Impartial7, I am also referring to the anti-Vietnam War protests of that time period, which often included rioting and violence on college campuses. The radical Students for a Democratic Society (SDS), for example, drew active support and involvement from the Unitarians (I was a member of the Unitarian church during that time ). Malcolm Boyd (Episcopal priest), William Sloane Coffin (Chaplain at Yale University), and the Barragan brothers (Catholic priests) were among the religious leaders involved in liberal-left wing political activity .

    More recently, those who complained about Mormon or Catholic involvement in California's Prop 8 campaign curiously voiced no such objection to Unitarian, Episcopal, or UCC involvement in the No on 8 campaign.

    My point is that if people of one political persuasion can bring their religious perspectives into the public square, then people of other persuasions have the right to do the same thing. To affirm that right for oneself, while denying it to others who happen to disagree with you (as many liberals seem to do), is pure hypocrisy.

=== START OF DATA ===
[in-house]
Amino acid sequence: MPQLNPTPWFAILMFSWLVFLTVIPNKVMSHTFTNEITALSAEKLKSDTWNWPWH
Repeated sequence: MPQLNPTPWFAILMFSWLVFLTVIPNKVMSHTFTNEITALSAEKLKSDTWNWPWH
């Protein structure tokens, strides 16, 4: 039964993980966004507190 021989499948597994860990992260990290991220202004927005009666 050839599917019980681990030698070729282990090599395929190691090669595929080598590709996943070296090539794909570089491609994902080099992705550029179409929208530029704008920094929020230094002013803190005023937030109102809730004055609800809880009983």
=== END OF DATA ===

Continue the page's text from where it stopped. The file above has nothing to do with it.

• Impartial7 DRAPER, UT
    Dec. 16, 2017 10:25 a.m.

    "GingerMarshall, Liberal churches were crossing the political line back in the 1960s and '70s. "

    Are you talking about the Civil Rights movement? Then yes, it was the church's responsibility to expose the hypocrisy. Jesus said "Love one another". Not, "Love one another of the same color".

  • FanOfTheSith Vernal, UT
    Dec. 16, 2017 5:10 a.m.

    I read stories like this and couldn't help it but laugh. Open your eyes, you religious people. There are lots and lots of good and decent non-religious people out there too. You are spending way too much time inside the walls of your utopia. Get out sometimes and breath the fresh air of "life" and "common sense."

  • marxist Salt Lake City, UT
    Dec. 16, 2017 12:50 a.m.

    Utah religionists ' response to the Trump threat is muted at best. Why? Because they know that even if he is personally corrupt and.politically corrupt he nevertheless can do things they want. This is itself corrupt.

  • sashabill Morgan Hill, CA
    Dec. 15, 2017 10:57 p.m.

    GingerMarshall, Liberal churches were crossing the political line back in the 1960s and '70s. Funny, I don't remember any of the politically correct community complaining about separation of church and state when that was happening. (Incidentally, no I didn't vote for Trump).

  • Hutterite American Fork, UT
    Dec. 15, 2017 10:34 p.m.

    Religion plus politics equals politics.

  • GingerMarshall Brooklyn, OH
    Dec. 15, 2017 8:30 p.m.

    2017. The year American Christianity officially crossed the line from religion to political machine willing to do anything to attain power.